This week we see how SimulTV hopes to merge two screens into one, get tips on making the most of 6-second videos, and hear how newsrooms could be smarter with online analytics.



PART 1: Merging two screens into one


A new service called SimulTV hopes to put the second screen viewing experience onto a single platform. The tool gives tablet and mobile users live HD-quality TV programming along with the ability to chat with others and post to various social networks all at once from the same device. We find out how the system works from company President and Founder Steve Turner.
Reporting by Chelsea Stuart.
[To skip directly to this segment in YouTube, click here.]

For more information:

More details about SimulTV can be found in this FAQ page on their website.

Another social screening platform called OVEE allows users to chat while watching live PBS and local public television programs. Following an initial beta phase, a relaunch with improved features is expected this fall.

A detailed discussion of how the OVEE platform works can be found in this hourlong Webinar hosted by the National Center for Media Engagement.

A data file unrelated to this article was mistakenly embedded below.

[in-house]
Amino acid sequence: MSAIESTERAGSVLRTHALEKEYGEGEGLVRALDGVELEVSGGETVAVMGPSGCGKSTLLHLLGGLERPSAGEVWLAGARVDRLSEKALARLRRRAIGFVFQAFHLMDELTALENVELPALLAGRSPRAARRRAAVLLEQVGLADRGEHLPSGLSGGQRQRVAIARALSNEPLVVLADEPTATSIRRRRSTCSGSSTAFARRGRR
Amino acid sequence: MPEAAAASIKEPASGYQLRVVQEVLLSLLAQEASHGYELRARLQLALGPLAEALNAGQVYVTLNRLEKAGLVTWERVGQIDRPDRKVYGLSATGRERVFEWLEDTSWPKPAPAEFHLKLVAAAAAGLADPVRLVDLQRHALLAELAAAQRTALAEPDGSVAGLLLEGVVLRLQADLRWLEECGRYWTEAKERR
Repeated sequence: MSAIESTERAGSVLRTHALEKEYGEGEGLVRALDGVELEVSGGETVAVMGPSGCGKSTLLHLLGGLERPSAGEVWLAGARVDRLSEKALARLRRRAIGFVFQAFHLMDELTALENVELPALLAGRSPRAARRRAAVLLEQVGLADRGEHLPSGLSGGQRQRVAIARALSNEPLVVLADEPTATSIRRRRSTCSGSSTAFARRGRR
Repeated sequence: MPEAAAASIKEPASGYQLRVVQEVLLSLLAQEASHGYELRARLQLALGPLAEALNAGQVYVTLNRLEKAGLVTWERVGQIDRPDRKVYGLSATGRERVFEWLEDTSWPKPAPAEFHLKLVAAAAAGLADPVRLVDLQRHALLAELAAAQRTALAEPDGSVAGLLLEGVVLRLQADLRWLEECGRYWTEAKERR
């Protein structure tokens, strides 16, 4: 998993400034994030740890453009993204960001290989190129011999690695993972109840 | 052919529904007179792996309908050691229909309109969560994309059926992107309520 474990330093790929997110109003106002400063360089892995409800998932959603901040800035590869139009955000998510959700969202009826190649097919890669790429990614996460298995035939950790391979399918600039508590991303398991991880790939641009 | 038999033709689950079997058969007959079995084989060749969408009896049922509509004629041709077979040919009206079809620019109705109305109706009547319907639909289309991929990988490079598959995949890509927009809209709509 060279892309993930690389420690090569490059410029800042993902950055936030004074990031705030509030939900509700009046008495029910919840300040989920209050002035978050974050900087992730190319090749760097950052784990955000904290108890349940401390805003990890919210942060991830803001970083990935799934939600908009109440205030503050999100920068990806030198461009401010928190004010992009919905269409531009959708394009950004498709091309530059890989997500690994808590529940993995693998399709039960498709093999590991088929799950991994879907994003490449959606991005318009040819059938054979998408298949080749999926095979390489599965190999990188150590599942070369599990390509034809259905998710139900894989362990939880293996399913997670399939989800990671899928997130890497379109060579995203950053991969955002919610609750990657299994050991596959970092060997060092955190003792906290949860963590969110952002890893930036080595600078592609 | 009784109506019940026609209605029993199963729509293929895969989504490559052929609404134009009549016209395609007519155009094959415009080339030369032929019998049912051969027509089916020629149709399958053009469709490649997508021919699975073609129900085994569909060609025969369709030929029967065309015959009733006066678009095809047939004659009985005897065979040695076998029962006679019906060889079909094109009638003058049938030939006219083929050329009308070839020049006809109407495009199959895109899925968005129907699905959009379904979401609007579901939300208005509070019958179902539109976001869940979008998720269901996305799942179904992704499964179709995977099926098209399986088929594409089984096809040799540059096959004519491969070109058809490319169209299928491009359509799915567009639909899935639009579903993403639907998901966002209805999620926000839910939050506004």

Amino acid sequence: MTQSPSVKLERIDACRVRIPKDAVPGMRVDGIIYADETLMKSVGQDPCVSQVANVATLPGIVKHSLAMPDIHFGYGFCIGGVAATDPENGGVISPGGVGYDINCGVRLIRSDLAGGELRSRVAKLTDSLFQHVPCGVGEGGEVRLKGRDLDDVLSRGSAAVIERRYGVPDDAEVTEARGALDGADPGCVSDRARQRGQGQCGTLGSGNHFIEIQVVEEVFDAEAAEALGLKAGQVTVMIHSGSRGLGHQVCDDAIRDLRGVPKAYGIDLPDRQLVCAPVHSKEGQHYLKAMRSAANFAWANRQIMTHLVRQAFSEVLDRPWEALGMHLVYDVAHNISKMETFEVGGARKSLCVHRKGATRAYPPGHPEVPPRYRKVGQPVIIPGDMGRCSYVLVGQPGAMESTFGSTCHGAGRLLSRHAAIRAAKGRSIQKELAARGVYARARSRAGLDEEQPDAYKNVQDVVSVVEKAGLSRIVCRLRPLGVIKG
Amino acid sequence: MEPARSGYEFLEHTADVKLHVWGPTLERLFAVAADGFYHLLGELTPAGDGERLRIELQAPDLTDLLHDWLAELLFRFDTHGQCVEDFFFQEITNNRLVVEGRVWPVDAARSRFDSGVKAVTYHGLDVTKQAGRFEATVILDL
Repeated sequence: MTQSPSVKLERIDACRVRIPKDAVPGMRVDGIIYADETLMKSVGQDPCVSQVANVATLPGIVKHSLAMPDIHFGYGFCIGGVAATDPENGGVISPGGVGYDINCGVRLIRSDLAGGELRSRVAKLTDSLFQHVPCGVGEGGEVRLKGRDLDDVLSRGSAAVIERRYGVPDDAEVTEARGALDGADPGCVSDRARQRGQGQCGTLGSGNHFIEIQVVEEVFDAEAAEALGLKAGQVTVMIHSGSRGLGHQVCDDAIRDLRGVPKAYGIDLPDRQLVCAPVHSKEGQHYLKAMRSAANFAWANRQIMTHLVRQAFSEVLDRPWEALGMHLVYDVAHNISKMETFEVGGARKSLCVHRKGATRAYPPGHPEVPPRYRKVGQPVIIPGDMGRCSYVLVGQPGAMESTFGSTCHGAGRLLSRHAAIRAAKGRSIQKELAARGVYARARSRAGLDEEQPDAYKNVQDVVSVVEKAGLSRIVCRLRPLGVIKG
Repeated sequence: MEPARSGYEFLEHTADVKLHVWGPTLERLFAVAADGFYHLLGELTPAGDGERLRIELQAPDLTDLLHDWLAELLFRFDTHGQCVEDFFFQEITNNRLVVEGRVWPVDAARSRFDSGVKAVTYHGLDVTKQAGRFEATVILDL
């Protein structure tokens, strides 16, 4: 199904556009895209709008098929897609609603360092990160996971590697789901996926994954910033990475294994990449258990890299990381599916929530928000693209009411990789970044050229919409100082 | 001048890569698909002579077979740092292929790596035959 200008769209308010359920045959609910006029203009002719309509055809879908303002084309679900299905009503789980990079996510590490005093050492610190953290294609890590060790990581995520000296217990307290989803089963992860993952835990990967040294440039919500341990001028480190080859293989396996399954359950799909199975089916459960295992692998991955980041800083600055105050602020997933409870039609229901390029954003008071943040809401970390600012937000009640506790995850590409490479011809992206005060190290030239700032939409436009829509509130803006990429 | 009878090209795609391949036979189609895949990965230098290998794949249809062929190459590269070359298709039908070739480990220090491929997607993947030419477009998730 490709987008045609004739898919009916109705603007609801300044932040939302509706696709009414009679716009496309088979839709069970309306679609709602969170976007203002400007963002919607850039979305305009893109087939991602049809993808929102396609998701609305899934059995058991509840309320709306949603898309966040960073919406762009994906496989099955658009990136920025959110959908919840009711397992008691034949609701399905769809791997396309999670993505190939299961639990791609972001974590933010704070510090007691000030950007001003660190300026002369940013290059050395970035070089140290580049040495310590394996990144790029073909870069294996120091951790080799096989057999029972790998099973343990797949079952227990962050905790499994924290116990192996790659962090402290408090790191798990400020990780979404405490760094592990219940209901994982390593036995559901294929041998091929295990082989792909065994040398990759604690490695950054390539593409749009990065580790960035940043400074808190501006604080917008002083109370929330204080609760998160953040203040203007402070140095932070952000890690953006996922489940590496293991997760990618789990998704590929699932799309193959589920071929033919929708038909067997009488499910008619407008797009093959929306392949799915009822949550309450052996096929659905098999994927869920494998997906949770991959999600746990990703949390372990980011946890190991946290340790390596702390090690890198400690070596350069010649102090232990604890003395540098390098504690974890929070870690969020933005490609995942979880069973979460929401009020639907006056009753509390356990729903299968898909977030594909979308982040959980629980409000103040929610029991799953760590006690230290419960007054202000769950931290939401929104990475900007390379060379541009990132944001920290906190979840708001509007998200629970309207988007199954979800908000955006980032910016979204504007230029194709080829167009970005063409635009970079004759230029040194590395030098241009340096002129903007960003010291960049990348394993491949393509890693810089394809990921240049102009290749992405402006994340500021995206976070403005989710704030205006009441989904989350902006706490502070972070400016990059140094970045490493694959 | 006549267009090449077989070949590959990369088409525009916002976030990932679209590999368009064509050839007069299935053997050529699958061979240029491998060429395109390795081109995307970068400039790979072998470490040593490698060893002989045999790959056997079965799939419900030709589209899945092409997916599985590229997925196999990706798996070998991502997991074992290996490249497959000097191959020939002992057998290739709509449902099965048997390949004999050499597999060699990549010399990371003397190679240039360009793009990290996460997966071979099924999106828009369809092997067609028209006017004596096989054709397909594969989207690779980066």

PART 2: Ideas for micro video


The rise of micro video applications like Vine, Instagram and Tout raises the question of how journalists might best use these platforms for information and storytelling. We tracked down four video experts to get ideas for what could be done in a mere 6 or 15 seconds of video.
Reporting by Kacie Yearout.
[To skip directly to this segment in YouTube, click here.]

For more information:

PBS Mediashift offers tips on how journalists can use Vine, including the limitations and the benefits. It also links to a few tools that can help journalists create quality Vines.

For more tools that can help journalists use Vine while reporting, click here.

12 Micro Video Apps Let You Shoot for Social Stardom (Scientific American)






PART 3: Smarter newsroom analytics


Dana Chinn, professor at the USC Annenberg School for Communication, and Jason Alcorn, associate director of InvestigateWest, offer ideas for how newsrooms might better use Web analytics to encourage engagement and build better content for users.
Reporting by Sarah Harkins.
[To skip directly to this segment in YouTube, click here.]

For more information:

Dana Chinn is a contributor to a larger effort to measure media impact. For more information, read a press release about the project or visit the project website.

Investigate West is part of the Investigative News Network. Their guide to metrics and analytics includes slideshows and other information about newsroom metrics.

Brian Abelson and Sonya Song, 2013 Knight-Mozilla fellows, have built in-depth metrics for engagement across different apps and platforms, and their websites include illustrated examples of metrics for engagement.



Related Stories

comments powered by Disqus
MU | Missouri School of Journalism | University of Missouri